Guess anything is worth a try, right?
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Reply to ConnieCaretaker
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I saw a lot of comments about hoyer lifts but I dismissed using one because you need to get the sling under them which is just as difficult as changing them if not more. And they take a lot of space. I did buy a hospital bed on Craig’s list which is great. The doctor refused to recommend one even though the nurse recommended it. After some pointers from the nurse rolling her to change her is easy. If I can change her right after she pees the pad does not need to be changed every time. I will say that keeping her dry is so important as rashes can develop. But with her dementia she does not always tell me. It’s not the ideal life but we manage.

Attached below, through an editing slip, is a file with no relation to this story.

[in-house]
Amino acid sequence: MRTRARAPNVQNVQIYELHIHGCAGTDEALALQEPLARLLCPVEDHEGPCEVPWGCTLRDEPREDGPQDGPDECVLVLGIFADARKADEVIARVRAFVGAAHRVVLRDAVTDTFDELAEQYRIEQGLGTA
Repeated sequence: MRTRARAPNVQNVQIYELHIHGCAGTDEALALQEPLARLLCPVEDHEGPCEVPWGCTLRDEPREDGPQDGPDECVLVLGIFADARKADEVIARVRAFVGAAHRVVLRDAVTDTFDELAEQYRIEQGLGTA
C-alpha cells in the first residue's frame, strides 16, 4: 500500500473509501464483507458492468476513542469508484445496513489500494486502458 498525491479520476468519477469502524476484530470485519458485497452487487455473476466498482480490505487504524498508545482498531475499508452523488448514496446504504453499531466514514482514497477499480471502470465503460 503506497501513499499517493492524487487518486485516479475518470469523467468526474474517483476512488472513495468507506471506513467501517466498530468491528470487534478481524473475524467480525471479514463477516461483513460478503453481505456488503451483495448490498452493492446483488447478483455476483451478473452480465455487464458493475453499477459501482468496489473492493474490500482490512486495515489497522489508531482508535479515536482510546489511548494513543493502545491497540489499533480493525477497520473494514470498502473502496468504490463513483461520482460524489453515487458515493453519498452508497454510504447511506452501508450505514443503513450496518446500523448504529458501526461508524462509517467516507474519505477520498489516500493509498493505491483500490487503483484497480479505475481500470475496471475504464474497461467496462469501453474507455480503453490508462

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Reply to Sample
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KaleyBug Aug 21, 2022
There is a leg only sling you can use with the hoyer to lift the butt up. Also coat her but crack and leg joints with diaper rash cream at each change. My mom only got sores in rehabs and hospitals because I used Desitin and they used nothing. During the day, I used the hoyer to put mom in her recliner. Then stored the hoyer with the legs under moms bed
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Good day...I actually have 2 full electric hospital beds if you need them or anyone else reading this post. God bless you and your mom!